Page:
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Can state/Forest City cut on-site parking and tweak driving disincentives without amending project documents? Officials said yes, but it looks doubtful

Update: I queried the ESD yesterday about the answer below, and Arana Hankin, Director, Atlantic Yards Project, responded this morning: "We will post a corrected answer to this question as soon as we can." 

At the meeting May 22 on Transportation Demand Management, officials were asked if, given the changes in the plan, notably the offering of only 541 on-site parking spaces instead of the promised 1100 (driven by the inability to use once-planned stackers), revisions were required to project documents.



Several officials, including Hankin, said no, but that deserved a lot more explanation, given that the parking change, as well as other changes, clearly depart from previous agreements and disclosures. Then again, changing some of the documents might have meant delays, including potential additional environmental review.

(State officials and developer Forest City Ratner are currently fighting a court ruling that requires a Supplementary Environmental Impact Statement to examine the potential for a 25-year project buildout. Shouldn't a smaller parking lot have triggered additional review?)

The documents cited were the 2009 Modified General Project Plan (MGGP), the 2009 Master Development Agreement (MDA), and the 2009 Amended Memorandum of Environmental Commitments (MEC).

The first was approved by the board of the Empire State Development Corporation (ESDC), the state agency overseeing the project, while the other two are contracts between the ESDC and developer Forest City Ratner. Two other documents I've identified also would merit modification.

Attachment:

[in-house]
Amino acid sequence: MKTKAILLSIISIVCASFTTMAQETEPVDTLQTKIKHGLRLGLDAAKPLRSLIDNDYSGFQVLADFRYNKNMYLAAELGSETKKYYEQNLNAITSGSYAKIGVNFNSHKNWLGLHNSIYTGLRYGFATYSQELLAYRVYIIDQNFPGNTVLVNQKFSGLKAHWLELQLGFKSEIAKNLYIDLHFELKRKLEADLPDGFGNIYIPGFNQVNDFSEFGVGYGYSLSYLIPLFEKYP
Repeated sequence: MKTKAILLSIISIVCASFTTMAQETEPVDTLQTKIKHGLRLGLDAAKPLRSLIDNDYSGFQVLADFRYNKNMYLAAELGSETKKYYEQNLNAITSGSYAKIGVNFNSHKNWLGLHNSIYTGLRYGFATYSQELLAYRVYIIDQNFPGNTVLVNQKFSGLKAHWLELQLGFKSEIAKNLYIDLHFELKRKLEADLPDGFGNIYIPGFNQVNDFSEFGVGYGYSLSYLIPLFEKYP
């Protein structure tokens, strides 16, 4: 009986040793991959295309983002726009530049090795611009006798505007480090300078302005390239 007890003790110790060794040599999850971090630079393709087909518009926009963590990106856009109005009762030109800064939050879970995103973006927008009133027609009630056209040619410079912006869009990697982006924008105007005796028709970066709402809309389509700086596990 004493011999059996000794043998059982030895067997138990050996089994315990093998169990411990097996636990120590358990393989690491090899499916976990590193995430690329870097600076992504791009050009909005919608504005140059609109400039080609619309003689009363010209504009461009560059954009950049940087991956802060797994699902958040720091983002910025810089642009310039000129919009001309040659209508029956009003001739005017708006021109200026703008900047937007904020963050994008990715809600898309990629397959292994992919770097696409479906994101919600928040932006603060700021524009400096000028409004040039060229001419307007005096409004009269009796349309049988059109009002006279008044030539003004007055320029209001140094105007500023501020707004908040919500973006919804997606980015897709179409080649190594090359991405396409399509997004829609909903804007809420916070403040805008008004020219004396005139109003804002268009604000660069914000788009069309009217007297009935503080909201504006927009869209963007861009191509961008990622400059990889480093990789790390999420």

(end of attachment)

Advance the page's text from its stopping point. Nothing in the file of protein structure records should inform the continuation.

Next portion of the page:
MGPP & FEIS

Given that parking was not specified in the MGPP, by my reading, no revision was necessary.

But Chapter 12, Traffic and Parking, of the 2006 Final Environmental Impact Statement (FEIS), a document that has not been superseded, indicates that "approximately 1,100 parking spaces" would be available on site, with the 1,400 additional spaces needed accommodated at other off-street facilities in the vicinity.


Now the capacity for some 2000 off-street spaces may well exist, but on May 22 Forest City consultant Sam Schwartz was not ready to offer details.

The Technical Analysis

Also, a December 2010 Technical Analysis of an Extended Build-Out of the Atlantic Yards 
Arena and Redevelopment Project, produced as part of the litigation of the timetable,  states flatly that 1,100 surface parking spaces would be provided.


Somewhat contradictorily, it also cites a "capacity of up to" 1,100 cars.

The Arena Parking Declaration

In March 2010, the ESDC signed an Arena Parking Declaration, which indicated that the Atlantic Yards site would include space for no less than 1,100 vehicles.

The MDA

The Master Development Agreement is clear: Forest City had to build "no less than 1,100 parking spaces to be made available to users of the Arena." I don't think "identify" counts as equivalent to "cause the construction of."


The MEC

The Memorandum of Environmental Commitments, signed in December 2009 and itself a revision of a 2006 document, counts several demand management strategies that have since been dropped or modified, as indicated by the annotations below.

For example:
  • HOV (high-occupancy vehicle) parking will be offsite, not onsite
  • Nets ticketholders will not get a fare-incentive program
  • no shuttle bus service from Staten Island
  • bicycle storage will be outdoors, not indoors

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